High-rainfall zone

GRDC’s second investment focuses on the high-rainfall zone and is led by FAR Australia’s Nick Poole as part of its research into hyper-yielding crops.

Mr Poole says field trials will be conducted at Gnarwarre in Victoria, Millicent in South Australia and Hagley in Tasmania over the next two years.

“This project aims to demonstrate integrated management of STB in the high-rainfall zone and will target key tactics to guide grower decision-making with a focus on variety choice, stubble management and optimal and conservative fungicide use and timing,” he says.

With the increased threat of resistance to fungicides within the STB pathogen, he says, it is critical that growers have access to a range of effective strategies to prevent losses from the disease.

Resistance screening

Resistant varieties, when available, are a powerful tool for growers who want to manage STB. With support from GRDC, Agriculture Victoria developed a field-based disease screening nursery that is now used annually by the National Variety Trials (NVT) and major plant breeding companies.

A lack of varieties with resistance was a factor that contributed to the high levels of STB developing in the southern region, Dr Hollaway says. A solution was to develop a program that could screen thousands of lines each year for STB resistance and support breeders to develop more resistant lines.

Melissa Cook

Melissa Cook hand-sowing the Septoria tritici blotch disease nursery at the Agriculture Victoria Hamilton SmartFarm. Photo: Grant Hollaway

Following support from GRDC to develop a field-based screening nursery at Agriculture Victoria’s research farm near Hamilton, about 5000 lines are now screened annually for their reaction to STB in the field, according to Agriculture Victoria research scientist Melissa Cook.

“Most of Agriculture Victoria’s disease nurseries are run at Horsham, but for STB the work is undertaken at Hamilton as this provides an ideal environment for this disease and also reflects the environment where resistance is most important,” Ms Cook says.

Most of the lines tested in the nursery are for major plant breeding companies, which want to improve the disease resistance levels. This shows that they recognise the importance of the disease to growers in the southern region.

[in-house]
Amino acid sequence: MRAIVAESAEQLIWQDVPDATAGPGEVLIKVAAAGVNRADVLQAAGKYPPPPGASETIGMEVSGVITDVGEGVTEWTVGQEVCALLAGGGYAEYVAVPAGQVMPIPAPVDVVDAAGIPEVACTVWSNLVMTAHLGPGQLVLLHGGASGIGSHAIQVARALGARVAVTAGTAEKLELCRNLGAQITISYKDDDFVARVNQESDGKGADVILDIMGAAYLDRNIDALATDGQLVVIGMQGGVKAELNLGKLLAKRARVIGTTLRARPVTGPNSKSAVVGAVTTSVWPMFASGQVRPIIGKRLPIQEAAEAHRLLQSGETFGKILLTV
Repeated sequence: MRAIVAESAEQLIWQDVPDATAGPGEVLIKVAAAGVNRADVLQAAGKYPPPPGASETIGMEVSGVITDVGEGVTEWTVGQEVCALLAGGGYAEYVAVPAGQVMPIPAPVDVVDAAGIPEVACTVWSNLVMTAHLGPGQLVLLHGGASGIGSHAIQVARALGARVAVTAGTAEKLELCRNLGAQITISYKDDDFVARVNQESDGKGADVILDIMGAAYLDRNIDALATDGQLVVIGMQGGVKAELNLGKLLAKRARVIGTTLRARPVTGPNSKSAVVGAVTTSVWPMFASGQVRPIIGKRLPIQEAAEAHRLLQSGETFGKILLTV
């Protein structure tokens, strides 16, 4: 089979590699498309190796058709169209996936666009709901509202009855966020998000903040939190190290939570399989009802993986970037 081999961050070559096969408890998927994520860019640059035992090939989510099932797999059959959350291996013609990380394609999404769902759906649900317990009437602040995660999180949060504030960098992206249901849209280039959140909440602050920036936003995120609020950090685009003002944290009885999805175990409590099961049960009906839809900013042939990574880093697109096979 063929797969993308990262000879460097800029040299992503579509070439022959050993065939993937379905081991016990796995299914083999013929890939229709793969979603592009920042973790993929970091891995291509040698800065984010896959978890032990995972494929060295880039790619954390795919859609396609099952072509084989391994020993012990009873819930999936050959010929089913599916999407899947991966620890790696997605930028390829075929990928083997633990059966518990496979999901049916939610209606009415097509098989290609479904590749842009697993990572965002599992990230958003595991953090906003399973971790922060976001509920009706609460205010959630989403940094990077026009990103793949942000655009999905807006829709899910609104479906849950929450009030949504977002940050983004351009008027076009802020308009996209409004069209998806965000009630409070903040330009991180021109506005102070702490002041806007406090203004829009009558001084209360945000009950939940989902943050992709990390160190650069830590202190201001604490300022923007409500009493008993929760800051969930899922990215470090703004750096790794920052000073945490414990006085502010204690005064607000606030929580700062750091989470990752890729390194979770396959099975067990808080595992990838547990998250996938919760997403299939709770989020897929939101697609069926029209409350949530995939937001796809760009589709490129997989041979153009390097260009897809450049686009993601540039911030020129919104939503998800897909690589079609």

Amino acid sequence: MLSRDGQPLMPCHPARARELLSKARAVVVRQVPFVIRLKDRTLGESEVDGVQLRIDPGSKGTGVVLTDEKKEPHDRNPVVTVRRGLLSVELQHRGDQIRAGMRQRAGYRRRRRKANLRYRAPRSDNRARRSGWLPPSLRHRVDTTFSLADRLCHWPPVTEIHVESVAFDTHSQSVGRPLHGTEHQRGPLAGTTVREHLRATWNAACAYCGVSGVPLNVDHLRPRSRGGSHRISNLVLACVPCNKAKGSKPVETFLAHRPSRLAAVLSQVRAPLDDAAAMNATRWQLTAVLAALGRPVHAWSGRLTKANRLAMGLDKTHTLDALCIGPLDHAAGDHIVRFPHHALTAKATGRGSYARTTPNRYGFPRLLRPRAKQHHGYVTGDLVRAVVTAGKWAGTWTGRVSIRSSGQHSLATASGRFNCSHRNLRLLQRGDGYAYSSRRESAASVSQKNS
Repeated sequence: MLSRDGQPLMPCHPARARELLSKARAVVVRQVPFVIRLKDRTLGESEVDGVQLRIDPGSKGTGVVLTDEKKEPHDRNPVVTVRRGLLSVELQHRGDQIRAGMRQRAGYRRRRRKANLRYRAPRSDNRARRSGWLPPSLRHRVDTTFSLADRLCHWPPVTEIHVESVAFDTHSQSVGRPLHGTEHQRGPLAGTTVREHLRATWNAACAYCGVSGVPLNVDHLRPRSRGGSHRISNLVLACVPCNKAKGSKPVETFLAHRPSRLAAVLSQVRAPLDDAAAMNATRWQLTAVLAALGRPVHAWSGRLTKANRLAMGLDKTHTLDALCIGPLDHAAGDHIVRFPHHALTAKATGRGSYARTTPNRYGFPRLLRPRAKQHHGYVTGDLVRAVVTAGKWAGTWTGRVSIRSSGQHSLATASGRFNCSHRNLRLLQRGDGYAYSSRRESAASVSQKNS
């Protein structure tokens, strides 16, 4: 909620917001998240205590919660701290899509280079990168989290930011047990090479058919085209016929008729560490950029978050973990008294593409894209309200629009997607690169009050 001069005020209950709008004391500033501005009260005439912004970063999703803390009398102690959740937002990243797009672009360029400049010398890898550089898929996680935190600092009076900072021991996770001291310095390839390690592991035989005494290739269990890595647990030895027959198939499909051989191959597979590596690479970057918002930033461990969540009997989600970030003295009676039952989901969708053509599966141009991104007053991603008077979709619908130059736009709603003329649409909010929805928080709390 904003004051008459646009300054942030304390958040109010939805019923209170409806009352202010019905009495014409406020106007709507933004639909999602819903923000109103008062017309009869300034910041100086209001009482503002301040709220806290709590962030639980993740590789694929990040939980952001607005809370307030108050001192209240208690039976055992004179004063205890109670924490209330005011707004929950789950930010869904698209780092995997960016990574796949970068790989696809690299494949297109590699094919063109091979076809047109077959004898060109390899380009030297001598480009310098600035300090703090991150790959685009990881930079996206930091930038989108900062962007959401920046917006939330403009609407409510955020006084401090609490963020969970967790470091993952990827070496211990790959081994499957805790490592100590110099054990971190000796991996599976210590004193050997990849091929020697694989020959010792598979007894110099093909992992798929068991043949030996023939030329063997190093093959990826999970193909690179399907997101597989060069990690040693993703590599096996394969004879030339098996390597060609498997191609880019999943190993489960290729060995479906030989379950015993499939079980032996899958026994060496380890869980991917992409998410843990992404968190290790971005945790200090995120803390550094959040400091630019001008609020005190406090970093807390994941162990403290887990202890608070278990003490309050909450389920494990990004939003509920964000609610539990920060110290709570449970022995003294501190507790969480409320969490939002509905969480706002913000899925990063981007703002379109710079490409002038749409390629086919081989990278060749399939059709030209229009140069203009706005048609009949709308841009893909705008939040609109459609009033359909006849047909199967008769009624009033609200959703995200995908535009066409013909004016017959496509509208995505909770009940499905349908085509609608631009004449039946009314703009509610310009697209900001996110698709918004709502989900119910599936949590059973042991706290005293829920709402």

“The STB field disease nursery also includes lines from the GRDC’s NVT program each year. This helps growers understand the level of resistance in their varieties and to select new varieties with improved resistance to this disease,” Ms Cook says.

“Each year, disease resistance ratings from this nursery are published in state-based disease guides and on the NVT website.”

Fungicide resistance

Fungicide resistance is common in STB in the southern region. Growers in the high-rainfall zone have been dealing with increasing levels of reduced sensitivity to Group 3 fungicides (triazoles). Recently there has also been a report of resistance to Group 11 fungicides (strobilurins) in the southern region.

Dr Hollaway says these findings highlight the importance of growers following Australian Fungicide Resistance and Extension Network recommendations when using fungicides for the management of all diseases, including STB. These recommendations include:

  1. Avoid susceptible crop varieties.
  2. Rotate crops – use time and distance to reduce disease carryover.
  3. Use non-chemical control methods to reduce disease pressure.
  4. Spray only if necessary and apply strategically.
  5. Rotate and mix fungicides and mode of action groups.